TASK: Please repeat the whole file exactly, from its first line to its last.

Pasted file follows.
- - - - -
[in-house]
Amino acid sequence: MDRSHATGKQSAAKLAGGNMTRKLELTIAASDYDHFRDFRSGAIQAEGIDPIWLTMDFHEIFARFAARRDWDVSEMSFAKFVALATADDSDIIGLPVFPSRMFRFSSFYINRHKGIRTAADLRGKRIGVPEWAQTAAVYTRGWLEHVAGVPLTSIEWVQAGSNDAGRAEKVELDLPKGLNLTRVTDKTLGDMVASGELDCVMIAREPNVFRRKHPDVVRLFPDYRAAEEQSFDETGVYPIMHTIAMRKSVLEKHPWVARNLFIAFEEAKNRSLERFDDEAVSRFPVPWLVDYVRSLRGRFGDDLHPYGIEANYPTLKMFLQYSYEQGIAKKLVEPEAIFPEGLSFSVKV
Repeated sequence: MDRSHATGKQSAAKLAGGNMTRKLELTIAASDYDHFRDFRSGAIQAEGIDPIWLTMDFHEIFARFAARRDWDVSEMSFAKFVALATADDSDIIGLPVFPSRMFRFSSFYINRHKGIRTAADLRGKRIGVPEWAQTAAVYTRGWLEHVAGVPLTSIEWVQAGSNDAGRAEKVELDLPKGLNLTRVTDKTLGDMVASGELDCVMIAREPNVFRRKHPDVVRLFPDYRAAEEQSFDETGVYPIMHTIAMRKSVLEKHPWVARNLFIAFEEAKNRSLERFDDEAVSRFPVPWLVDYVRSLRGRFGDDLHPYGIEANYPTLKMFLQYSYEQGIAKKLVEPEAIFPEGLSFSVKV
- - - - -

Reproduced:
[in-house]
Amino acid sequence: MDRSHATGKQSAAKLAGGNMTRKLELTIAASDYDHFRDFRSGAIQAEGIDPIWLTMDFHEIFARFAARRDWDVSEMSFAKFVALATADDSDIIGLPVFPSRMFRFSSFYINRHKGIRTAADLRGKRIGVPEWAQTAAVYTRGWLEHVAGVPLTSIEWVQAGSNDAGRAEKVELDLPKGLNLTRVTDKTLGDMVASGELDCVMIAREPNVFRRKHPDVVRLFPDYRAAEEQSFDETGVYPIMHTIAMRKSVLEKHPWVARNLFIAFEEAKNRSLERFDDEAVSRFPVPWLVDYVRSLRGRFGDDLHPYGIEANYPTLKMFLQYSYEQGIAKKLVEPEAIFPEGLSFSVKV
Repeated sequence: MDRSHATGKQSAAKLAGGNMTRKLELTIAASDYDHFRDFRSGAIQAEGIDPIWLTMDFHEIFARFAARRDWDVSEMSFAKFVALATADDSDIIGLPVFPSRMFRFSSFYINRHKGIRTAADLRGKRIGVPEWAQTAAVYTRGWLEHVAGVPLTSIEWVQAGSNDAGRAEKVELDLPKGLNLTRVTDKTLGDMVASGELDCVMIAREPNVFRRKHPDVVRLFPDYRAAEEQSFDETGVYPIMHTIAMRKSVLEKHPWVARNLFIAFEEAKNRSLERFDDEAVSRFPVPWLVDYVRSLRGRFGDDLHPYGIEANYPTLKMFLQYSYEQGIAKKLVEPEAIFPEGLSFSVKV